This year was a whirlwind. I went through a lot and some of those things are still affecting me currently, but I have to remember that there is good in the bad. I can learn from all of the negatives in my life because if I can overcome them, that just means that I am coming out stronger and more prepared for whatever comes next. Here is a happy goodbye to sophomore year. Junior year, watch out because I'm ready to tackle the world.

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Working With People Who Are Dying Teaches You So Much About How To Live

Spending time with hospice patients taught me about the art of dying.


Death is a difficult subject.

It is addressed differently across cultures, lifestyles, and religions, and it can be difficult to find the right words to say when in the company of someone who is dying. I have spent a lot of time working with hospice patients, and I bore witness to the varying degrees of memory loss and cognitive decline that accompany aging and disease.

The patients I worked with had diverse stories and interests, and although we might have had some trouble understanding each other, we found ways to communicate that transcended any typical conversation.

I especially learned a lot from patients severely affected by dementia.

They spoke in riddles, but their emotions were clearly communicated through their facial expressions and general demeanor, which told a story all on their own.

We would connect through smiles and short phrases, yes or no questions, but more often than not, their minds were in another place. Some patients would repeat the details of the same event, over and over, with varying levels of detail each time.

Others would revert to a child-like state, wondering about their parents, about school, and about family and friends they hadn't seen in a long time.

I often wondered why their minds chose to wander to a certain event or time period and leave them stranded there before the end of their life. Was an emotionally salient event reinforcing itself in their memories?

Was their subconscious trying to reconnect with people from their past? All I could do was agree and follow their lead because the last thing I wanted to do was break their pleasant memory.

I felt honored to be able to spend time with them, but I couldn't shake the feeling that I was intruding on their final moments, moments that might be better spent with family and loved ones. I didn't know them in their life, so I wondered how they benefited from my presence in their death.

However, after learning that several of the patients I visited didn't have anyone to come to see them, I began to cherish every moment spent, whether it was in laughter or in tears. Several of the patients never remembered me. Each week, I was a new person, and each week they had a different variation of the same story that they needed to tell me.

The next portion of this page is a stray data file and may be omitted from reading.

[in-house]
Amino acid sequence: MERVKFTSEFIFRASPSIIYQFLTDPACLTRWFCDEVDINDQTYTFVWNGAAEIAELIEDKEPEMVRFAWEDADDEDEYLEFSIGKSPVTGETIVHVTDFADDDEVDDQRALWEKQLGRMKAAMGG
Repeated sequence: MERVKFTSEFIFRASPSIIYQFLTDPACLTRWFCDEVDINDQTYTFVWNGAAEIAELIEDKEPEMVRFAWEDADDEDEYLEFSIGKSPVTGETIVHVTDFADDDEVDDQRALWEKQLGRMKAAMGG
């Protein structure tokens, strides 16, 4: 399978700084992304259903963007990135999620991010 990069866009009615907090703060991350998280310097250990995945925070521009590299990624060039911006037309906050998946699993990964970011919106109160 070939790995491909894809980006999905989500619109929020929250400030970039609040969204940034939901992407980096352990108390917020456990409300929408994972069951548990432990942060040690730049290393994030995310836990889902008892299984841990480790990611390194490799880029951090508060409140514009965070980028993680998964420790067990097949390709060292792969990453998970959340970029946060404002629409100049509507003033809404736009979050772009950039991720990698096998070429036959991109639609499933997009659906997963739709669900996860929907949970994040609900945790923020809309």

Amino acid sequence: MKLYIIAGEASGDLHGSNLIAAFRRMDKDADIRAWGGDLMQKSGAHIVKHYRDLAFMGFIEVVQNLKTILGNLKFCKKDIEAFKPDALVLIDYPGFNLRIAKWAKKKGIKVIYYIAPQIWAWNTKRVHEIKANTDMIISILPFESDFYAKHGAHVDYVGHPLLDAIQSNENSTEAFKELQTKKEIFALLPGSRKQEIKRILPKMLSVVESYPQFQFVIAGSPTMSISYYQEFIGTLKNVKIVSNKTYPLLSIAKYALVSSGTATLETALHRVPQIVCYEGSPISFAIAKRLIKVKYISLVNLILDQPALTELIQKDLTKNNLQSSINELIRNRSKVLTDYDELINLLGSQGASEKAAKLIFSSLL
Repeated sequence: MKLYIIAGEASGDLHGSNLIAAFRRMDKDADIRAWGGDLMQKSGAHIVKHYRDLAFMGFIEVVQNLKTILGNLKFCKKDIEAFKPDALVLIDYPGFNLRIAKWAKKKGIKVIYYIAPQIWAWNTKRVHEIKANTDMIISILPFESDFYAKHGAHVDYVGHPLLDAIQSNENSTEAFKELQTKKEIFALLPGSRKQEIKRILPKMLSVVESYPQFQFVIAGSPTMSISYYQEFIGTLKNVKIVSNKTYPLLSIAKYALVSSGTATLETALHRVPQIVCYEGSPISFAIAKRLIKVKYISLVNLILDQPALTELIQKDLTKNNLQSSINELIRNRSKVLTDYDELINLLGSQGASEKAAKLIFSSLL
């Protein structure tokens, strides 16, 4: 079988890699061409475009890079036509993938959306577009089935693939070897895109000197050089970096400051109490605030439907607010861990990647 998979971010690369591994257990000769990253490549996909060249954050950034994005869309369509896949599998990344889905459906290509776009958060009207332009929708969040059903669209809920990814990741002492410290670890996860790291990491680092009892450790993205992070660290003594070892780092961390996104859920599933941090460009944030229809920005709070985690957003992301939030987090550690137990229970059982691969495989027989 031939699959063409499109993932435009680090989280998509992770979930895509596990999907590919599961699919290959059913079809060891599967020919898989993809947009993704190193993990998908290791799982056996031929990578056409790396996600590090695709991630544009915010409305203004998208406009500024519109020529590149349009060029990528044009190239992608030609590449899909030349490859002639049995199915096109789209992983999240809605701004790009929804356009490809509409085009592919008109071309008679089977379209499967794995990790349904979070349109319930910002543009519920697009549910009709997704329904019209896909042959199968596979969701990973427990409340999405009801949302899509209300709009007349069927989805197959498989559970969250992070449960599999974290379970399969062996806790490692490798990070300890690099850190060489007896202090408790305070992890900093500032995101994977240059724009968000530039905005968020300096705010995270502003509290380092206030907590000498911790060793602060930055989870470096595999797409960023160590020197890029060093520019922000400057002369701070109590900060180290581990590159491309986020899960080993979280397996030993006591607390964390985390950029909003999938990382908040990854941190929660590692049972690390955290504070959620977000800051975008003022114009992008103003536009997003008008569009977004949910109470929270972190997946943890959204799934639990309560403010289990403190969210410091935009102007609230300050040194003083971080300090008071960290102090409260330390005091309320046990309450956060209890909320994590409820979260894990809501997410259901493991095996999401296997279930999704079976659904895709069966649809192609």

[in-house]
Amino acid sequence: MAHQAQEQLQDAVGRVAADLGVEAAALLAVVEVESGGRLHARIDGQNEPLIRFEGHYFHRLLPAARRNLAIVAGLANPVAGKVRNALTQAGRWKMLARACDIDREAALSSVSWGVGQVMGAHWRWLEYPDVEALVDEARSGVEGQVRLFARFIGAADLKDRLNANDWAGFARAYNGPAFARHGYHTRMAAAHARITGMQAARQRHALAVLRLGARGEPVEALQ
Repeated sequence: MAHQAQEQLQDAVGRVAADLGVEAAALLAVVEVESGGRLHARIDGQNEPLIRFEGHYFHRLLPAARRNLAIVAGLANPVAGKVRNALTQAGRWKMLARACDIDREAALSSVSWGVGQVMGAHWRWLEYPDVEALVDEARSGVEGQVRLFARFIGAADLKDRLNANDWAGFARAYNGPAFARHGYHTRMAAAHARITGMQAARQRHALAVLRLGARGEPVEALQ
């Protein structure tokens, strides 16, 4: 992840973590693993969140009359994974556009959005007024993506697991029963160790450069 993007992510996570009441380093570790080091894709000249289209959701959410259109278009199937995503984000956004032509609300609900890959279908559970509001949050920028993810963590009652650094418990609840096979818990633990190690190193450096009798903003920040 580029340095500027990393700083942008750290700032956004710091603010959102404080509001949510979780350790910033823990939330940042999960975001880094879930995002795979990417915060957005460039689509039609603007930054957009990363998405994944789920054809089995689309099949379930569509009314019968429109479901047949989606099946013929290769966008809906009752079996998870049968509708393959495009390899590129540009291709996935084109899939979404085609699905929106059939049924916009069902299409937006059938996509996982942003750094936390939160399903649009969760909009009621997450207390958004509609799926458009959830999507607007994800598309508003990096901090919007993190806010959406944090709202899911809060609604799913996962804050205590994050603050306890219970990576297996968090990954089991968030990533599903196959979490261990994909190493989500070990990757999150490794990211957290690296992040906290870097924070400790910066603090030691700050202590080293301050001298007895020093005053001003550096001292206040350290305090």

In a way, it might have made it easier to start fresh every week rather than to grow attached to a person they would soon leave.

Usually, the stories were light-hearted.

They were reliving a memory or experiencing life again as if it were the first time, but as the end draws nearer, a drastic shift in mood and demeanor is evident.

A patient who was once friendly and jolly can quickly become quiet, reflective, and despondent. I've seen patients break down and cry, not because of their current situation, but because they were mourning old ones. These times taught me a lot about how to be just what that person needs towards the end of their life.

I didn't need to understand why they were upset or what they wanted to say.

The somber tone and tired eyes let me know that what they had to say was important and worth hearing. What mattered most is that someone who cared was there to hear it.

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My First College Gal Pal Road Trip Was Amazing

Every girl should have one good girls trip.


In some way or another, everybody has a list of things they want to do in their lives before it's all over. After all, we're human. There's adventure to be had in every life. One thing I have always wanted to do before I grew too old and grey was go on a road trip with my gal pals to the beach. A couple weeks ago, I achieved this memorable milestone, and it allowed me to open up to new surroundings and experiences.

On this trip, I went with two of my friends from college, Kait and Lindsey, to visit my roommate Elizabeth in Virginia Beach. This was pretty big for Lindsey and I because neither of us had been to Virginia Beach before. Thankfully Elizabeth and Kait knew their way around the city, so we never got lost on our way to and fro.

Like most vacations, my favorite parts probably took place at the beach. I'm always at utter peace stomping through mushy sand or leaning down to splash the salty water that tries to knock my short self over. We took pictures and did something us college girls rarely have time to do especially in school: Relax.

The four of us did not live up to the crazed stereotype of girl trips in movies. Although I finally got a chance to sing along to Taylor Swift in a car ride with my friends, so that's always a plus. We played "Top Golf" one day, and by some miracle, I actually won the second game by a fair amount after much humiliation in the first one. We visited some of Elizabeth's family, and I finally got to meet her giant dog Apollo (I call him 'Wolf Dog'). Everyday was another chance to ask with enthusiasm: "So what are we doing today?"

Our trip wasn't like the movies where we all cried or confessed our deepest darkest secrets. Everything the four of us shared was laughter and this calm feeling of being at home, in the chaotic peace of each other's company. We understand each other a little better due to finally seeing what we're like outside of Longwood University. After this, all I can say is that we're most definitely planning the next one!